The level of the constraint is matched to the design characteristics of the retained femoral component.
A tibial stem is typically used in revision situations. Its length depends on the specific system selected. Cemented or cementless stem fixation can be used.
Supplemental metaphyseal fixation
The surgeon may consider using supplemental metaphyseal fixation of the tibial component with a cone or sleeve.
Metaphyseal fixation enhances the support of the tibial component.
Different surgical techniques are involved with the use of a cone or a sleeve.
Compensation for bone loss
The surgeon should have tibial augments and wedges available to compensate for bone loss in the proximal tibia.
3. Patient preparation
The patient is placed in the supine position. A radiolucent table may facilitate intraoperative fluoroscopy if required.
4. Surgical approach
This procedure requires an adequate visualization of the knee joint. The most commonly used is a midline skin incision followed by a medial parapatellar arthrotomy. A proximal and distal extension may be necessary to achieve sufficient visualization and soft tissue releases.
Tibial component removal
The tibial fracture should be stabilized with provisional fixation prior to the component removal.
Care should be taken to avoid excessive bone removal and/or fracture propagation when the component is removed.
Tibial component removal is performed using a combination of a small oscillating saw and the cement osteotomes on the undersurface of the tibial tray.
Cement in the tibial metaphysis around the keel of the tray is removed using cement osteotomes and cement hooks.
Preparation of the tibia
The tibial canal is prepared using reamers of increasing size.
The depth of the reaming is determined by the length of the selected stem.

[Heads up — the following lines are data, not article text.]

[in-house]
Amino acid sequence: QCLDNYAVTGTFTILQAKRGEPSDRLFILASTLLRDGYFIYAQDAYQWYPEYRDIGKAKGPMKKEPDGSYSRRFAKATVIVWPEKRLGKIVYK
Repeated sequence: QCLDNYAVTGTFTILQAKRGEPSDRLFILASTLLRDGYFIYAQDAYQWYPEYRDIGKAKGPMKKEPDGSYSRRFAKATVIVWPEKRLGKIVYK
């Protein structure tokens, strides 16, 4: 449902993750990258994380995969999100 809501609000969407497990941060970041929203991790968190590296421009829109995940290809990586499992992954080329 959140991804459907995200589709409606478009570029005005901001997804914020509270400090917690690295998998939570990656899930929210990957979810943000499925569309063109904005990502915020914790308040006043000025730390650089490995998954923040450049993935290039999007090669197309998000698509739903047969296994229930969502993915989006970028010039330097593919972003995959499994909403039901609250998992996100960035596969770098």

The diameter of the stem is determined by the reamer diameter which achieves cortical contact with the diaphyseal bone. One should allow for at least 2 mm of cement mantle around the stem if cement fixation is used.
If cementless stem fixation is selected, line to line fit of the reamer to the final stem diameter is used.
Using the reamer and the intramedullary tibial cutting jig, the upper tibia is recut to establish the proper coronal and sagittal alignment.
If there is bone deficiency due to fracture fragmentation, additional bone cuts may be required to remove the fragments and to accommodate the use of augments or wedges under the tibial tray.
If a metaphyseal cone or a sleeve is to be used, further preparation of the tibial metaphysis is performed with the appropriate instruments.
The trial tibial component is assembled, and a trial reduction is performed.
Gap balancing and knee stability assessment are performed using the appropriate thickness of the trial polyethylene insert. The goal is to achieve symmetrical flexion and extension gaps. This is performed using tension spreaders or gap sizing blocks.
Patella tracking is carefully assessed to ensure no instability or impingement throughout the entire range of knee motion.
7. Component insertion
Bone preparation for cementing
The tibial bone surface and canal are lavaged to remove any debris. The bone surface is dried before proceeding.
The cement restrictor is inserted into the tibial canal to allow for a 1 cm cement mantle between the stem tip and the restrictor.
Supplemental tibial metaphyseal fixation
If supplemental tibial metaphyseal fixation is selected, the cone is inserted first.
If a sleeve is selected, the sleeve is impacted on the tibial component and inserted as a monobloc implant.
Cement is mixed using standard techniques and is injected into the canal with retrograde filling and pressurization, using a cement gun.
Insertion of tibial component
The tibial component (including any augment or wedge), is seated with rotational alignment to the tibial tubercle.
8. Final reduction
The polyethylene bearing type is selected to match the specific design characteristics of the retained femoral component. The thickness of the bearing insert is determined by gap balancing and stability examination.
If patellar tracking is not ideal, a lateral retinacular release and medial imbrication can be performed.
The patient can be mobilized with full weight-bearing and active range of motion immediately after surgery.